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Ukraine announces reconquests in Kherson, Moscow confirms its withdrawal

At midday, the commander-in-chief of the Ukrainian army, Valeriy Zaluzhniy, announced that his forces had advanced on Wednesday by "seven km, taking control of six localities in the direction of Petropavlivka-Novorayask" and also taking over " six localities in the direction of Pervomaiske-Kherson".

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Ukraine announces reconquests in Kherson, Moscow confirms its withdrawal

At midday, the commander-in-chief of the Ukrainian army, Valeriy Zaluzhniy, announced that his forces had advanced on Wednesday by "seven km, taking control of six localities in the direction of Petropavlivka-Novorayask" and also taking over " six localities in the direction of Pervomaiske-Kherson".

A few minutes earlier, the Russian army had announced that it had effectively begun its withdrawal inside the Kherson region, moving its troops from the right bank to the left bank of the Dnieper River.

"Units of the Russian troop contingent are maneuvering towards positions set up on the left bank of the Dnieper River, in accordance with the plan," the Russian Defense Ministry said.

This withdrawal, announced on Wednesday, involves a departure from the eponymous city of Kherson, the regional capital.

On Wednesday, the general in charge of the Russian offensive in Ukraine, Sergei Surovikin, announced that the withdrawal would be done "very quickly" to preserve the "life of every Russian soldier", without giving a timetable.

Concretely, Moscow seeks to consolidate its positions by establishing a line of defense behind the Dnieper river, a natural obstacle.

On the Ukrainian side, the announcement was received without triumph and with circumspection, kyiv suspecting a trap.

Ukrainian President Volodymyr Zelensky reacted on Wednesday with "extreme caution", believing that Moscow is "not giving a gift".

- Silence du Kremlin -

“We can neither confirm nor deny the information relating to an alleged withdrawal of Russian troops from Kherson,” General Oleksiï Gromov, representative of the Ukrainian general staff, told the press on Thursday. But he also noted that with their backs to the Dnieper, the Russians have "no choice but to flee".

In Mykolaiv, a large southern city about a hundred kilometers northwest of Kherson, residents are just as suspicious.

"We can't trust, no one is going to give us anything back just like that," Svitlana Kyrytchenko, a saleswoman, told AFP.

Elsewhere, Ukraine also claimed an advance of its army "up to two kilometers" in 24 hours in the Lugansk region (east), without further details.

The Kremlin made no comment to him, the daily briefing of his spokesman having been canceled Thursday.

US President Joe Biden, whose arms sent to Ukraine have been essential in inflicting defeats on Moscow in recent weeks, said the announcement of the withdrawal was "proof that (the Russians) have real problems".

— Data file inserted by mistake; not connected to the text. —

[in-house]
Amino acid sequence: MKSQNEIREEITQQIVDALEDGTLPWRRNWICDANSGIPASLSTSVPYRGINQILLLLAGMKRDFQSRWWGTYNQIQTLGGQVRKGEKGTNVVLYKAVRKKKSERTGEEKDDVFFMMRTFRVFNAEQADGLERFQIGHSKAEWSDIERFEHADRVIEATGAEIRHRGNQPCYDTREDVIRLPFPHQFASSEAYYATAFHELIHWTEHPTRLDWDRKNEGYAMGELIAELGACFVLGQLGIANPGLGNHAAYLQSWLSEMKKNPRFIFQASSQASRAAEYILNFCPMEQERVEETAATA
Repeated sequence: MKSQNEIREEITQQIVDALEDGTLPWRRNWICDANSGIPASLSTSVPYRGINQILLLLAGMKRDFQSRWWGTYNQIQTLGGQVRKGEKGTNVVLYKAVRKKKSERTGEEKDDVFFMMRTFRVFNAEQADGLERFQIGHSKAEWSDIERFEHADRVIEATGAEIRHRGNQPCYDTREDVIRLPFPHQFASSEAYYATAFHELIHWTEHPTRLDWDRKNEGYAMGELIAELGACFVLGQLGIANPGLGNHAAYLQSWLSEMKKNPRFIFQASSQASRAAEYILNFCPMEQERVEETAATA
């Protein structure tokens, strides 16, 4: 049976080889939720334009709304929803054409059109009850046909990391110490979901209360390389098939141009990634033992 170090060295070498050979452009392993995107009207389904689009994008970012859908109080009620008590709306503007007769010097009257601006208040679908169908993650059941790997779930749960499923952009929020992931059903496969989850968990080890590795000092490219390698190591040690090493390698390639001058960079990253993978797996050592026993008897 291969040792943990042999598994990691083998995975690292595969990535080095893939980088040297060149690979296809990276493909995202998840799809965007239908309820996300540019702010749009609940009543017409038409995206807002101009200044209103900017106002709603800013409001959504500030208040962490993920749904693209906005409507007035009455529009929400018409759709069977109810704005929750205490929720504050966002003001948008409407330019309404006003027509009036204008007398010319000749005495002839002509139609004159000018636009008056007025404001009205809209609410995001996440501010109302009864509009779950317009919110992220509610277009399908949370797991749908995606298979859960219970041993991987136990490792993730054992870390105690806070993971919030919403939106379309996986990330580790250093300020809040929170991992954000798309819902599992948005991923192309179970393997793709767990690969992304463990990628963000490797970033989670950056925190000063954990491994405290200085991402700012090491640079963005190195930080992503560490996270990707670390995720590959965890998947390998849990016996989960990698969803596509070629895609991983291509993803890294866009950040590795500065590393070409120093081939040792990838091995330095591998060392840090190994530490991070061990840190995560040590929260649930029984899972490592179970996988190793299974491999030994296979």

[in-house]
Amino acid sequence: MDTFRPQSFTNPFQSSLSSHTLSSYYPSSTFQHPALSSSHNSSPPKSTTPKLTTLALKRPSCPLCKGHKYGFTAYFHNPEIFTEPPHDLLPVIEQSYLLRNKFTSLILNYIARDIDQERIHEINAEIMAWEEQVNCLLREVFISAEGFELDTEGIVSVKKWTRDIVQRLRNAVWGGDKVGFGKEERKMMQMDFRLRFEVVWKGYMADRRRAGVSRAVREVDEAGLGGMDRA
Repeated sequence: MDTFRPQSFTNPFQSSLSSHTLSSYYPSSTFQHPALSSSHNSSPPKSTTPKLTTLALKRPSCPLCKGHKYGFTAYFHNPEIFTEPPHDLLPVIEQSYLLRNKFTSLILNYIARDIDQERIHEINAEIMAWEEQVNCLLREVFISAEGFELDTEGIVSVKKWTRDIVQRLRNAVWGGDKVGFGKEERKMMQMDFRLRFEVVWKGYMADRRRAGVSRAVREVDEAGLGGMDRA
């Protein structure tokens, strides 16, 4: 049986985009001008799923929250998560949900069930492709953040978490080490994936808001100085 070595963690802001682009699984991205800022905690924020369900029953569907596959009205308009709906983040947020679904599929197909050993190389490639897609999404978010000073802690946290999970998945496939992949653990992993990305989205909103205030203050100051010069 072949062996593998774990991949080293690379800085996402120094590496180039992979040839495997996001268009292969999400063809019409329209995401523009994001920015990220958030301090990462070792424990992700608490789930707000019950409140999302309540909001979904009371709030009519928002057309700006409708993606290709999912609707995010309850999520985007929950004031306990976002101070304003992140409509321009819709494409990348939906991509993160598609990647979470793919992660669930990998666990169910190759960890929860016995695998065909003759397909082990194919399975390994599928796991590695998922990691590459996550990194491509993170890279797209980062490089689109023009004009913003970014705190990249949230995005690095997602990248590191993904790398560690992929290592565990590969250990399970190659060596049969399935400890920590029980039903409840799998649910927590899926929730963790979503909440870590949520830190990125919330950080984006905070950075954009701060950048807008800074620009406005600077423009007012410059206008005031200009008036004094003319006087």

If confirmed, this retreat constitutes a new scathing setback for Moscow, already forced to abandon the Kharkiv region (northeast) in September.

Especially since Vladimir Putin had claimed at the end of September the annexation of four Ukrainian regions including Kherson and ordered on September 21 the mobilization of some 300,000 reservists to consolidate the Russian lines.

And the Russian president had warned that Russia would defend "by all means" what it now considers its territory.

The symbol is all the stronger since Kherson, 280,000 inhabitants before the conflict, was the only regional capital conquered by Russian forces. The region also borders Crimea, the Ukrainian peninsula annexed by Moscow in 2014.

Since the summer, the Ukrainian army, armed with Western armaments, such as Himars high-precision rocket launchers, has gradually worn down the Russian forces by pounding the bridges essential to supplying the troops on the western bank of the Dnieper.

- Opportunity for negotiations? -

kyiv's successes have also revived speculation about the possible resumption of peace talks in the medium term, with some media even claiming that the West was pushing Ukraine to resume them.

The top US military official thus warned that military victory was probably impossible for both kyiv and Moscow.

“There are well over 100,000 Russian soldiers killed and wounded,” General Mark Milley, speaking to the New York Economic Club, said on Wednesday. "Same probably on the Ukrainian side," he added.

"There must be a mutual recognition that military victory is unlikely, in the proper sense of the word, to be achieved by military means", added General Milley, believing that there is "a window of opportunity for the negotiation".

Sign of a change of tone after a visit to kyiv on Friday by US presidential adviser Jake Sullivan, President Zelensky listed Monday his conditions for the resumption of talks with Moscow, including the withdrawal of his troops from Ukrainian territory.

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